The history of frequent application of heating pads to the area in addition to the examination findings are classic for erythema ab igne.
Erythema ab igne is a well-defined, reticular dermatosis induced by prolonged heat exposure. It may vary from erythematous to violaceous in color initially and becomes hyperpigmented over time. The rash typically takes the shape of the heat source following repeated application or exposure. This was a relatively common disorder observed in many parts of the world where central heat was nonexistent and sitting in front of a fire to stay warm was commonplace.1 Although the condition is less frequently observed with the advent of central heat, it has more recently been described on the thighs of a child following repeated use of a laptop computer2 and in a pediatric patient with a history of frequently applying a hot water bottle to help settle his abdominal pain secondary to Crohn disease.3 Erythema ab igne is frequently associated with cases of chronic pain with attempts to relieve pain by applying heat. It has also been described in patients with cancer, as it can occur at the site of heat application secondary to an underlying malignant neoplasm.4 Thus, a detailed history of possible heat exposure is critical in making the diagnosis of erythema ab igne.
The hyperpigmented, reticulated eruption associated with erythema ab igne is typically nontender and does not cause discomfort to the affected patient. Continued heat exposure leads to worsening hyperpigmentation and potential skin atrophy.5 The mild tenderness noted on examination in our patient was attributed to gastrojejunostomy tube placement, not erythema ab igne.
Biopsy of the skin reveals mild hyperkeratosis, atrophy of the epidermis, increased pigmentation in the dermis, and elastosis. The pathophysiology is unclear, although histologic changes are similar to those seen in actinic elastosis.6 In general, biopsy is unnecessary for diagnosis as the history and skin findings are usually characteristic. The main treatment of erythema ab igne is elimination of heat exposure, although fluorouracil cream and laser therapy have been used in treatment.7 Skin pigmentary changes usually take months to resolve and in some cases are permanent. Although rare, epithelia atypia including squamous cell carcinoma and thermal keratoses have been associated with erythema ab igne.8 Therefore, erythema ab igne should be monitored to assure that eventual resolution of the skin changes does occur and that more concerning lesions do not arise. Furthermore, evaluation of the initial discomfort that prompted therapeutic application of heat is essential. Erythema ab igne is a complication of direct heat exposure but is not the source of the initial discomfort.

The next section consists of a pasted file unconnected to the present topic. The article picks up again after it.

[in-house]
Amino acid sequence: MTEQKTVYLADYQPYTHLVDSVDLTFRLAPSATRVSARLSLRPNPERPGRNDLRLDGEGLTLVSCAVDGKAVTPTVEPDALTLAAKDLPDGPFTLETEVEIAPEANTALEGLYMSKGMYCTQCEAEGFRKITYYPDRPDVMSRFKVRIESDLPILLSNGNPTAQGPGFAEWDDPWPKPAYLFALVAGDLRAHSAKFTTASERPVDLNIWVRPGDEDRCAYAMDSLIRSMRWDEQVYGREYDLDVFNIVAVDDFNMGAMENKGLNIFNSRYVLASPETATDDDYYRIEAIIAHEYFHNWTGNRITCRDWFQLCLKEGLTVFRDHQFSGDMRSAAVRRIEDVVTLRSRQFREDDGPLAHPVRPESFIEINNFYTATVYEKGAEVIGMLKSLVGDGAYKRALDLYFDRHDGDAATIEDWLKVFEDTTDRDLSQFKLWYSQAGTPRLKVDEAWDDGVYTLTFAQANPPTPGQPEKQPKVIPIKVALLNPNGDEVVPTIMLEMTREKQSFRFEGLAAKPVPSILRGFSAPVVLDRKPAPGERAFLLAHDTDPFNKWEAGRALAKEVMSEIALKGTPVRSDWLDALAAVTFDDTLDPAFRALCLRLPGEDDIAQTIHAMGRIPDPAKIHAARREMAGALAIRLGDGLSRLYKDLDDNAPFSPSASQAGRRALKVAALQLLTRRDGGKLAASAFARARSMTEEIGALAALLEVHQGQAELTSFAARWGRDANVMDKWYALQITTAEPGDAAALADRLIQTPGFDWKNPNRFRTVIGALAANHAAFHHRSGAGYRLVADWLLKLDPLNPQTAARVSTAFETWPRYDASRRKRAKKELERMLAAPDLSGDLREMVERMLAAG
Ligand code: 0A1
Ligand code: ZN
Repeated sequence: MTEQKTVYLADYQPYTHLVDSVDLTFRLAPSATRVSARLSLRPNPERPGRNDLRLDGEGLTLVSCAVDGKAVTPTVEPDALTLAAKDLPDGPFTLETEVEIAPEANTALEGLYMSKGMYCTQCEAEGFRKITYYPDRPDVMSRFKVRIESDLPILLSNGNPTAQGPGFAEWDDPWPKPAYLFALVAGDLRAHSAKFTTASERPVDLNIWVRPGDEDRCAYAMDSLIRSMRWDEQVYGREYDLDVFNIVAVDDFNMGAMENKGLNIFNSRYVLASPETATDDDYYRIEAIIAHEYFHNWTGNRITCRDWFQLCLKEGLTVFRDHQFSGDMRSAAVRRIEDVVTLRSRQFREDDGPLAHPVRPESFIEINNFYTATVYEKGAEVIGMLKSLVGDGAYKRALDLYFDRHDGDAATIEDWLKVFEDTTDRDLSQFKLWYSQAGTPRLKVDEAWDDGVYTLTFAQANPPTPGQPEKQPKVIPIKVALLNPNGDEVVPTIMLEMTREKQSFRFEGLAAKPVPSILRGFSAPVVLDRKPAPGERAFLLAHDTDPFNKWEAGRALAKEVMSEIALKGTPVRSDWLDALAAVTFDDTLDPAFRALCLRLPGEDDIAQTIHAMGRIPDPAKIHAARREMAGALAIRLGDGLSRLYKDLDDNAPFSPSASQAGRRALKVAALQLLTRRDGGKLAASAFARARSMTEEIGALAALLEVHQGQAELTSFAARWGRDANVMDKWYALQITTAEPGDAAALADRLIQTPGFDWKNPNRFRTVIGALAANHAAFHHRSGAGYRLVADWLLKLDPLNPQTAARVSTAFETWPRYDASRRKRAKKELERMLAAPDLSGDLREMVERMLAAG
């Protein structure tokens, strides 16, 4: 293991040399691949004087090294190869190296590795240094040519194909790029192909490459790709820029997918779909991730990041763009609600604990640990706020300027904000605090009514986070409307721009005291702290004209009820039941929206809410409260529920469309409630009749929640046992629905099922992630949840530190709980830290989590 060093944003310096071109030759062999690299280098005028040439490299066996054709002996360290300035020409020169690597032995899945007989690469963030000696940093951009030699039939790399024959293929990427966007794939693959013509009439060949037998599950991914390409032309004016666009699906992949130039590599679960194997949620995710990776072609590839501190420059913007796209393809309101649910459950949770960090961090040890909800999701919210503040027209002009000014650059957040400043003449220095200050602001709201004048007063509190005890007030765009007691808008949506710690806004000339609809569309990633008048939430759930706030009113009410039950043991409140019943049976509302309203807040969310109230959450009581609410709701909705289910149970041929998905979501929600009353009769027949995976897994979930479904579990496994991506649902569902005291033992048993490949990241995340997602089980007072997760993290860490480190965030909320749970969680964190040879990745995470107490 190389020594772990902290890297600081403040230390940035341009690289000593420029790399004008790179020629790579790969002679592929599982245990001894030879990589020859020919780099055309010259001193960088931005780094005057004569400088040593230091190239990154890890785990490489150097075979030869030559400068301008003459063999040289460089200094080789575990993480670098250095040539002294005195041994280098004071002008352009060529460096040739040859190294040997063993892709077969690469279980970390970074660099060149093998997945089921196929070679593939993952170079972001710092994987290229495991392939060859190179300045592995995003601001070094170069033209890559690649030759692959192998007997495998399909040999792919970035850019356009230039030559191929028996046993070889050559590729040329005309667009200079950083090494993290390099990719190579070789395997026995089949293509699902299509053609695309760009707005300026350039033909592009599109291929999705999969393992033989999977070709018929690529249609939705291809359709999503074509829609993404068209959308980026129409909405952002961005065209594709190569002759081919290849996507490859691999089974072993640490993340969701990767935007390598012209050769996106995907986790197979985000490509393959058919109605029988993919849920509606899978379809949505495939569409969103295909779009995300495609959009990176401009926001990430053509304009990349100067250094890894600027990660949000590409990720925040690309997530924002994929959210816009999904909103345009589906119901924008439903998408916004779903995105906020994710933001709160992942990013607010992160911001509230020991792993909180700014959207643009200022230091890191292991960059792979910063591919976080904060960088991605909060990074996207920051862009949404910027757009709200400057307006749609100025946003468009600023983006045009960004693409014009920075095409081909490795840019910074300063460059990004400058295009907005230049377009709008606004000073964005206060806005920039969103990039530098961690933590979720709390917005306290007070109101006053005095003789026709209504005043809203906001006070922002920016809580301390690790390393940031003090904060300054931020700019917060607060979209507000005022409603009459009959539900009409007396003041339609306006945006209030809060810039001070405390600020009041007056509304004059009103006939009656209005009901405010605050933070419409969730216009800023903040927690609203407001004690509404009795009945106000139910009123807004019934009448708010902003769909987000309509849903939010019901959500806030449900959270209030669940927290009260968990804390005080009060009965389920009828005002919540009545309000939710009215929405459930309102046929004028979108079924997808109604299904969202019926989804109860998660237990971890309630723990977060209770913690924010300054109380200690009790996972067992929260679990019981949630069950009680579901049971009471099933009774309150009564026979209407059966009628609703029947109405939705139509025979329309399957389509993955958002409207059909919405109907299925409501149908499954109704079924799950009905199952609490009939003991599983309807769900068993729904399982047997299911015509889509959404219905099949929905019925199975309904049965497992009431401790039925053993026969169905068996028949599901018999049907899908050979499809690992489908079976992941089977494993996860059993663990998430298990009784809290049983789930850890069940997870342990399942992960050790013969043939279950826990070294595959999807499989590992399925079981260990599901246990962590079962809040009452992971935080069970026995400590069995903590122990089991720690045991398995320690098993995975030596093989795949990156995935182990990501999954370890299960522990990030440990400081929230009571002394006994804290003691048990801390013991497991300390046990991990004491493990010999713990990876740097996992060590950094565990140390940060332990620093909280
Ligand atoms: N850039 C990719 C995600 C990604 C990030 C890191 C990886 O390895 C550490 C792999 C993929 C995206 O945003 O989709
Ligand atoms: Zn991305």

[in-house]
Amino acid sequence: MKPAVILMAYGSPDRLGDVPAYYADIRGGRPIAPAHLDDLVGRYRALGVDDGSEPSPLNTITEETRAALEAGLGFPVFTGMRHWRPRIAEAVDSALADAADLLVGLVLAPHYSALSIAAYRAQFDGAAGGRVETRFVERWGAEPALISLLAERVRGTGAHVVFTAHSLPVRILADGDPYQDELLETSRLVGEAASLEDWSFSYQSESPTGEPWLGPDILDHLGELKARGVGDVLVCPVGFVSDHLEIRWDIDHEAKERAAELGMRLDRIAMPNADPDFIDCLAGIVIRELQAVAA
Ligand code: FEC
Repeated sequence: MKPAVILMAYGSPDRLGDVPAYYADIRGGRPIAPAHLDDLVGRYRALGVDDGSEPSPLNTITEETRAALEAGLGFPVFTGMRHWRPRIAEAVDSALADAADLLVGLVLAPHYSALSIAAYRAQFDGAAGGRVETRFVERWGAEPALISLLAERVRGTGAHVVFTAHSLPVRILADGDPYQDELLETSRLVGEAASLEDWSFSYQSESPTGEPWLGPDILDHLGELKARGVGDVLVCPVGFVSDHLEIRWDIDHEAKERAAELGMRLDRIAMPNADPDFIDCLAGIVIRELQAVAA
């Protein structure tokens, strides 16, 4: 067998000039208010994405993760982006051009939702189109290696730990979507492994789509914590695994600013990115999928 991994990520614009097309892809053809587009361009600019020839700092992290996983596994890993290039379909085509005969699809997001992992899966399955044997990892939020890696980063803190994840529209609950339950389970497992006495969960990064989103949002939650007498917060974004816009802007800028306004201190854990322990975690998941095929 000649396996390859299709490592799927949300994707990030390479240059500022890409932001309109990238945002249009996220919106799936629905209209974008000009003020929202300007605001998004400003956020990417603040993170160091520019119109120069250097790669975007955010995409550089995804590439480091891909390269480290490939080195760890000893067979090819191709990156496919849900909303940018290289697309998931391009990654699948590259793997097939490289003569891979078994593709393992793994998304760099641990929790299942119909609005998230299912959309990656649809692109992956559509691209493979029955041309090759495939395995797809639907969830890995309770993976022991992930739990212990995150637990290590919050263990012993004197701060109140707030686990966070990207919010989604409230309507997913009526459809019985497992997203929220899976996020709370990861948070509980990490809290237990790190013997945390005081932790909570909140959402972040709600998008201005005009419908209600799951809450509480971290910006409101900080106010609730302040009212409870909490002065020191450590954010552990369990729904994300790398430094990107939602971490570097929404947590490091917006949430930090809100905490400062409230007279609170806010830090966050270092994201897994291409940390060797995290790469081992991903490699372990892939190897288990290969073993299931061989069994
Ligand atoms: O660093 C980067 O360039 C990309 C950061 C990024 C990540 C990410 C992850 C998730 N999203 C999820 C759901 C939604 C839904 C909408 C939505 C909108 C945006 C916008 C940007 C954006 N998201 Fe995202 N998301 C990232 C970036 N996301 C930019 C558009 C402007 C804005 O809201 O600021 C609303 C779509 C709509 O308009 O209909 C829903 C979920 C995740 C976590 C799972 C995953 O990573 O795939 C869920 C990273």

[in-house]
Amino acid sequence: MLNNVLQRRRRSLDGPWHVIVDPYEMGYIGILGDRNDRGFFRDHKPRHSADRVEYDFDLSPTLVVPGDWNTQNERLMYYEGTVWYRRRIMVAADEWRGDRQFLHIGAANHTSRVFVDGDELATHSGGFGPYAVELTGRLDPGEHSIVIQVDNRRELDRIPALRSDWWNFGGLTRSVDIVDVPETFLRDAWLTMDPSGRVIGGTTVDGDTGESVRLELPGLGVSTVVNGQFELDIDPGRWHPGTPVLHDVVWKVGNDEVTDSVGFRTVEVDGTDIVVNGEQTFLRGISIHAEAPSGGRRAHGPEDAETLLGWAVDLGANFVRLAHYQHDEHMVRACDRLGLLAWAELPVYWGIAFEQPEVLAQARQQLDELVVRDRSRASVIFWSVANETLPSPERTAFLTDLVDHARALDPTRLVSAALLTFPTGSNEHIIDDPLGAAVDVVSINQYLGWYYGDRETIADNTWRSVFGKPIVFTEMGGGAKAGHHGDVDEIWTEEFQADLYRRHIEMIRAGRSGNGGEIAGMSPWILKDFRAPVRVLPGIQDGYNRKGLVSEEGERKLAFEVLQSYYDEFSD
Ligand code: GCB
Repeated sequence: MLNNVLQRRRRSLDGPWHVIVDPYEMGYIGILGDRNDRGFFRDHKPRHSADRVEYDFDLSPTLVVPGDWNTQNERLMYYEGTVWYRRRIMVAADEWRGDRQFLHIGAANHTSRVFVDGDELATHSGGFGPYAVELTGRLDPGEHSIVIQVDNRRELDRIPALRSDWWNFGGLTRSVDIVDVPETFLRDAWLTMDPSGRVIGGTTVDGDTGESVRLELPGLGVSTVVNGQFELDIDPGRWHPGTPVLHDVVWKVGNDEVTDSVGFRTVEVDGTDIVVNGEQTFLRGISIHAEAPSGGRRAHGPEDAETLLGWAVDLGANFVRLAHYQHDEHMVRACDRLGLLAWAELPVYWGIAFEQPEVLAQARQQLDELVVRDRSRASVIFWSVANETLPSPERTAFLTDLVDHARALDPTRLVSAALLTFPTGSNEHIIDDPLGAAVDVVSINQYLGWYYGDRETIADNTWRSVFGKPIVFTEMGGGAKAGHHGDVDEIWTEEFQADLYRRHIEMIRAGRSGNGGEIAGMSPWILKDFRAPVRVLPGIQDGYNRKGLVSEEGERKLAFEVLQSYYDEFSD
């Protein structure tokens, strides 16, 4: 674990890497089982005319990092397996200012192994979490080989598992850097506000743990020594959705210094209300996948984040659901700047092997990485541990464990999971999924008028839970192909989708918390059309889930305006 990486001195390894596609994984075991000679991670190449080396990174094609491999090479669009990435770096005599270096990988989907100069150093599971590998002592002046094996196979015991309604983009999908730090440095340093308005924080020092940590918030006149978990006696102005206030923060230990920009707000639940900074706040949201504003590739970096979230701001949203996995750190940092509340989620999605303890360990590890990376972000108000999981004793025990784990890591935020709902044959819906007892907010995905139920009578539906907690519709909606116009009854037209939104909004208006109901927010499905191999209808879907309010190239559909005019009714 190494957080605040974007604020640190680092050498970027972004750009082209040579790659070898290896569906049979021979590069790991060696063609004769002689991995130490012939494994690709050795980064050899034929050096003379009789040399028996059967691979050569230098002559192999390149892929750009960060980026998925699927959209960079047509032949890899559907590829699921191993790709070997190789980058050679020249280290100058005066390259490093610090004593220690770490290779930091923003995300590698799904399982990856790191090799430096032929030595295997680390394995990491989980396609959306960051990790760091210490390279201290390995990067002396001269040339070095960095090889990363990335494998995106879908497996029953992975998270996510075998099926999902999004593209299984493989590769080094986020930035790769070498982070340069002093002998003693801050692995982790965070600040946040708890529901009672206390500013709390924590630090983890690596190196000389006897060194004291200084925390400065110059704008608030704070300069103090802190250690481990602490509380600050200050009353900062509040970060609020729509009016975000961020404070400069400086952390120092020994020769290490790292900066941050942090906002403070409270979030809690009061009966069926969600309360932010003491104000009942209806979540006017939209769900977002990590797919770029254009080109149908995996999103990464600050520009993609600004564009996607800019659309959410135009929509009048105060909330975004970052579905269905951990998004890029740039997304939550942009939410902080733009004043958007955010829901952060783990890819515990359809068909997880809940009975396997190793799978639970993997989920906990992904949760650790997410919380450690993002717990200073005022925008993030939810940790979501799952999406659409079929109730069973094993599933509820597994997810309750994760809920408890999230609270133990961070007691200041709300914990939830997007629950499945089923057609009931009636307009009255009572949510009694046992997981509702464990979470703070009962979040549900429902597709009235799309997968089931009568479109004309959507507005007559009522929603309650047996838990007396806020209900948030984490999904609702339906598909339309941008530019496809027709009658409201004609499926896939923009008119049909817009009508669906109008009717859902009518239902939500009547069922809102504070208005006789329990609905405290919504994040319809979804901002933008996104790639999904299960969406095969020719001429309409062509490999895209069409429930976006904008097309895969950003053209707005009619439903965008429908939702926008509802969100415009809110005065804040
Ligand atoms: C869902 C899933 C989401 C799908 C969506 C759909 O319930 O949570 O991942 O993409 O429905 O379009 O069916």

While erythema ab igne is not a common diagnosis, it continues to be seen in cases of recurrent heat application both with more traditional methods such as hot water bottle application and with modern sources such as laptop computer use. Skin findings could be interpreted as a cellulitis or vasculitis, potentially prompting unwarranted therapy. A thorough history and detailed examination are invaluable in diagnosing erythema ab igne.
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Correspondence: Jennifer L. Goldman, Section of Infectious Diseases, Children's Mercy Hospital and Clinics, 2401 Gillham Rd, Kansas City, MO 64108 (firstname.lastname@example.org).
Accepted for Publication: June 9, 2011.
Author Contributions:Study concept and design: Goldman and Myers. Acquisition of data: Goldman. Analysis and interpretation of data: Nopper. Drafting of the manuscript: Goldman and Myers. Critical revision of the manuscript for important intellectual content: Nopper. Administrative, technical, and material support: Goldman, Nopper, and Myers.
Financial Disclosure: None reported.
Picture of the Month—Diagnosis. Arch Pediatr Adolesc Med. 2012;166(2):186. doi:10.1001/archpediatrics.2011.762b